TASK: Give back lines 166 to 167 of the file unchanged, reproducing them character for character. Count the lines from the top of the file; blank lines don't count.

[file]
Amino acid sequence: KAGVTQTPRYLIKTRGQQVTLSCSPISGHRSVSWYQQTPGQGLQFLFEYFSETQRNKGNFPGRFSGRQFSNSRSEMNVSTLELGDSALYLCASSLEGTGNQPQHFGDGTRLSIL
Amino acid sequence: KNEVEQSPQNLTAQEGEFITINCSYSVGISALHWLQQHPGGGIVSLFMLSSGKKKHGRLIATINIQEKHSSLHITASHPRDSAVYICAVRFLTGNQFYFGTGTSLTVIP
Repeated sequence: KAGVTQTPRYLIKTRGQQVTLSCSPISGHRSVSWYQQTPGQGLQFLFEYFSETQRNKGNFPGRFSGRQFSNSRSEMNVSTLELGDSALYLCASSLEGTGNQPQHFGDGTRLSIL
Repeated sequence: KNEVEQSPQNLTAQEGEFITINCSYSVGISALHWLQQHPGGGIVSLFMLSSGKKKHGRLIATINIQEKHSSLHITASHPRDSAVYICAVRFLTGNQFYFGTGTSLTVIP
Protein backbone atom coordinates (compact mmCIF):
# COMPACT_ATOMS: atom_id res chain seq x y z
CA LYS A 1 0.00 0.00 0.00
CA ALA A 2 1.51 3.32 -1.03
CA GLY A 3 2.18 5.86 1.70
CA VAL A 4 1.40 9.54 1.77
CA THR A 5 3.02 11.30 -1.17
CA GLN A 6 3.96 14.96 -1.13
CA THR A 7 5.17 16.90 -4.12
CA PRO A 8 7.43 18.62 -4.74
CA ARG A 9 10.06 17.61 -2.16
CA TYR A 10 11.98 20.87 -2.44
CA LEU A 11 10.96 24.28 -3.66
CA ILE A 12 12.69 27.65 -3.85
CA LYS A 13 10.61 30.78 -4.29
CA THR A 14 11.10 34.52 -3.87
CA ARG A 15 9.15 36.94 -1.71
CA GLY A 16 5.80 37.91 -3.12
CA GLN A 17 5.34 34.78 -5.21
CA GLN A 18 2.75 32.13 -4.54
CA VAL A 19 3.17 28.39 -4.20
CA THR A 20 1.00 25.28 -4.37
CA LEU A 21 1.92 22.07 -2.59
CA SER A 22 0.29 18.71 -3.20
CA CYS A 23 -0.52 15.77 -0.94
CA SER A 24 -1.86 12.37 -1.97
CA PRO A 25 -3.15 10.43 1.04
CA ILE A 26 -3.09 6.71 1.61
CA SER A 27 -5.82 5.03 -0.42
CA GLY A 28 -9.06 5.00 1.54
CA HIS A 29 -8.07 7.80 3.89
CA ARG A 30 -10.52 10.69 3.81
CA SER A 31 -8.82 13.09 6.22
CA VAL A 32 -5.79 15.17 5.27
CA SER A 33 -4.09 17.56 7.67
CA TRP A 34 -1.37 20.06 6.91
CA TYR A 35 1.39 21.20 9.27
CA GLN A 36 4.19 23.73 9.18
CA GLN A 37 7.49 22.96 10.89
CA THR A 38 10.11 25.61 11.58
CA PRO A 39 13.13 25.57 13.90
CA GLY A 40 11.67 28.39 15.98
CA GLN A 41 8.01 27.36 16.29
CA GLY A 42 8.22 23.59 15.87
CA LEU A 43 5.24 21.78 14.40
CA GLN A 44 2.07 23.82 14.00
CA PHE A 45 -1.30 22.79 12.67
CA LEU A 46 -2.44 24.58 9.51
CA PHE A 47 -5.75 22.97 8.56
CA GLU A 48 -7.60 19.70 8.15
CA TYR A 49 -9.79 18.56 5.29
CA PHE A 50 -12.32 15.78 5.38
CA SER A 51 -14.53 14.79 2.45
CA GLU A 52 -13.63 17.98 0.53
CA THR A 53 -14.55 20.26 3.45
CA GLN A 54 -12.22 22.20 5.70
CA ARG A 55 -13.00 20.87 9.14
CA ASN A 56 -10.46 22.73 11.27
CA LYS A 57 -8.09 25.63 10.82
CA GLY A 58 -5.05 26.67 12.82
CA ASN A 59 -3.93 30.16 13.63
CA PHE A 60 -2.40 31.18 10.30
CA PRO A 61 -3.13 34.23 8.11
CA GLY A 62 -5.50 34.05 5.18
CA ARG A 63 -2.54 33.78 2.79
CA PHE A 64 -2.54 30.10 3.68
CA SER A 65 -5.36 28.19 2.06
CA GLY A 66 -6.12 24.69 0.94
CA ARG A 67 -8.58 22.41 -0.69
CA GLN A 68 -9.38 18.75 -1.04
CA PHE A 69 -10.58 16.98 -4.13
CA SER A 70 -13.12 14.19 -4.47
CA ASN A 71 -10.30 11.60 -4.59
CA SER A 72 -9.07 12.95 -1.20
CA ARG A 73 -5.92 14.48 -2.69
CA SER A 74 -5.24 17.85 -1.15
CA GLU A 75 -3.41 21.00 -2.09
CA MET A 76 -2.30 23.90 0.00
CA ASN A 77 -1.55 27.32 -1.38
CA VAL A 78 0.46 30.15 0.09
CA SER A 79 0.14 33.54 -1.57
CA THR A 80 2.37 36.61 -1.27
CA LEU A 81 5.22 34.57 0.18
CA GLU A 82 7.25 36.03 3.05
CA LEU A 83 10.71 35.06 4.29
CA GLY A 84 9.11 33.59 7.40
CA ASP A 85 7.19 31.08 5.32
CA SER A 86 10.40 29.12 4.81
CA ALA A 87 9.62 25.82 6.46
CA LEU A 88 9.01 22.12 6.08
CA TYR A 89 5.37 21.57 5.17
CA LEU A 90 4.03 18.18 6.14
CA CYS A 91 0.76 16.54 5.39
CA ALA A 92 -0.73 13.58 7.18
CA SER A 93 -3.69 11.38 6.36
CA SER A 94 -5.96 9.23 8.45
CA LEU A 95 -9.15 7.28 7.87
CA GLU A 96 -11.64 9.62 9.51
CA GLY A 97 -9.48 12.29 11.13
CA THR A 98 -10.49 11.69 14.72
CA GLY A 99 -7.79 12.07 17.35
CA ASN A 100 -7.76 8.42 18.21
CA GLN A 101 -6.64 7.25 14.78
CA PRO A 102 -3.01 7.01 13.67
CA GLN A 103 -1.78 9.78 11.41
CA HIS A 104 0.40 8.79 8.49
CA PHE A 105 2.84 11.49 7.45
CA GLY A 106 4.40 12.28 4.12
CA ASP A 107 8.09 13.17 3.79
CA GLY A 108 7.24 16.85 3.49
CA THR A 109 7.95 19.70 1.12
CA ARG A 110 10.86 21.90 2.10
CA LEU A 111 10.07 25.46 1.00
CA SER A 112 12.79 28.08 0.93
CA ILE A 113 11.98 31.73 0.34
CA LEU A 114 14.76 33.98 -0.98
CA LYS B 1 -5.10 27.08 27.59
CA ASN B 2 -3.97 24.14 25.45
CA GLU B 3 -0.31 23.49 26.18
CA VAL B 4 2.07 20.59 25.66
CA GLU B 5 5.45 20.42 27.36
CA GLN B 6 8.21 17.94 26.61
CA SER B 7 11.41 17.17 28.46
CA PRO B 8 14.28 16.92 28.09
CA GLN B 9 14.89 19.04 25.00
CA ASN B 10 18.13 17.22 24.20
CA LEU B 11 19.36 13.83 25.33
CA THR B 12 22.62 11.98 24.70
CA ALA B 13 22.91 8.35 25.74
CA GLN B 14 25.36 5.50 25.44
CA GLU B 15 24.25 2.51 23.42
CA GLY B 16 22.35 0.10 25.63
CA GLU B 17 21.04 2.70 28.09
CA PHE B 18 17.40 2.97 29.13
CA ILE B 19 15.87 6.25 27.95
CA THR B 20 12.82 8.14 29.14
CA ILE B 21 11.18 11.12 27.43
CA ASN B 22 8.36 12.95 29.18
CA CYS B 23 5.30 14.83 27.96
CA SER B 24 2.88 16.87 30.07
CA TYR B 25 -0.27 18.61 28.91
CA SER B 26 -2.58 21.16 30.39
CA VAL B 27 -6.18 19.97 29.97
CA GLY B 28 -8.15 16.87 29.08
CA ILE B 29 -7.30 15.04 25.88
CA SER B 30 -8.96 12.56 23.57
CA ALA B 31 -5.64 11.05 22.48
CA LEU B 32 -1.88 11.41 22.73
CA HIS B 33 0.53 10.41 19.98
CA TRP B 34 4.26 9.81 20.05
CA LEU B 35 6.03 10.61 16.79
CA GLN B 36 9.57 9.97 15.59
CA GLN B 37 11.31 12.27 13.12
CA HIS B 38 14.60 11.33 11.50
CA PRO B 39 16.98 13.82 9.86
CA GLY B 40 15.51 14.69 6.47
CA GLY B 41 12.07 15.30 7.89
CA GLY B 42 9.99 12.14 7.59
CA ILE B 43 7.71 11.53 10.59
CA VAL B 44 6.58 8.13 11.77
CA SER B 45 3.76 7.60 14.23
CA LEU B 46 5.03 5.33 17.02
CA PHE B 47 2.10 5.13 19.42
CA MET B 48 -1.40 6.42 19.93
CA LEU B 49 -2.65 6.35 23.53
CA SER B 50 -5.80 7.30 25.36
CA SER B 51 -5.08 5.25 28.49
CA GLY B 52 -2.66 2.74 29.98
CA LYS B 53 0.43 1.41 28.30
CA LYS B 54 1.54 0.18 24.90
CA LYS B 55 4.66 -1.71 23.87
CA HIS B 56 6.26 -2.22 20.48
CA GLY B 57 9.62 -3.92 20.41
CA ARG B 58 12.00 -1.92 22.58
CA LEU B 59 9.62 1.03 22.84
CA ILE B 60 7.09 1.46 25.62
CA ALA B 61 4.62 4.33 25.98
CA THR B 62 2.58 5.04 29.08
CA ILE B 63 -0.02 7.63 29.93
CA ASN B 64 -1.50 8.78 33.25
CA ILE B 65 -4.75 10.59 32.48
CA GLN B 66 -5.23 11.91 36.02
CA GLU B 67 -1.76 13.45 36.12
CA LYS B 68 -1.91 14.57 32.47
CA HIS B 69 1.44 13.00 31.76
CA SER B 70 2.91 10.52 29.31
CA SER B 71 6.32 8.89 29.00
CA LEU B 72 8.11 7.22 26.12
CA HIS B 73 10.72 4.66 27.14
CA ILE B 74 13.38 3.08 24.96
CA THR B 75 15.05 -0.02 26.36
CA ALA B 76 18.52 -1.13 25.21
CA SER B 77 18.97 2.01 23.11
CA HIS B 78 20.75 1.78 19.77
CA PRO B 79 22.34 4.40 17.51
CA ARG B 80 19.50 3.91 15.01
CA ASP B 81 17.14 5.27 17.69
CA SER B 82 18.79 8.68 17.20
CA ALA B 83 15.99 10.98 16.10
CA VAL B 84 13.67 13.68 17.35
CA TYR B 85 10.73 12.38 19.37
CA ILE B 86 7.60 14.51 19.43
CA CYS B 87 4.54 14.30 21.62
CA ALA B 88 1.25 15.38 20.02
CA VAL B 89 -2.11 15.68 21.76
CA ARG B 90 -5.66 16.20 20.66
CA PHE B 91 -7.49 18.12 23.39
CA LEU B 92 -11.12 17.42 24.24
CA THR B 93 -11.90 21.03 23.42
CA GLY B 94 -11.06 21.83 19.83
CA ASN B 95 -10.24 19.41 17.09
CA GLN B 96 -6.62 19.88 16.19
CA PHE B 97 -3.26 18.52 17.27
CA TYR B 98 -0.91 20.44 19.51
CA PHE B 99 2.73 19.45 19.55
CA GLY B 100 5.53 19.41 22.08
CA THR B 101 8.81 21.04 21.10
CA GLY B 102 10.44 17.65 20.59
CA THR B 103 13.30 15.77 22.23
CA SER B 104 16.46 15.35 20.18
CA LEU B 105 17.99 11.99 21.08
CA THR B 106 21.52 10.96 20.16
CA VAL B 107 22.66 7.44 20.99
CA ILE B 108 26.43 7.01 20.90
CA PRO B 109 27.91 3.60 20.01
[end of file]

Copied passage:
CA LEU B 46 5.03 5.33 17.02
CA PHE B 47 2.10 5.13 19.42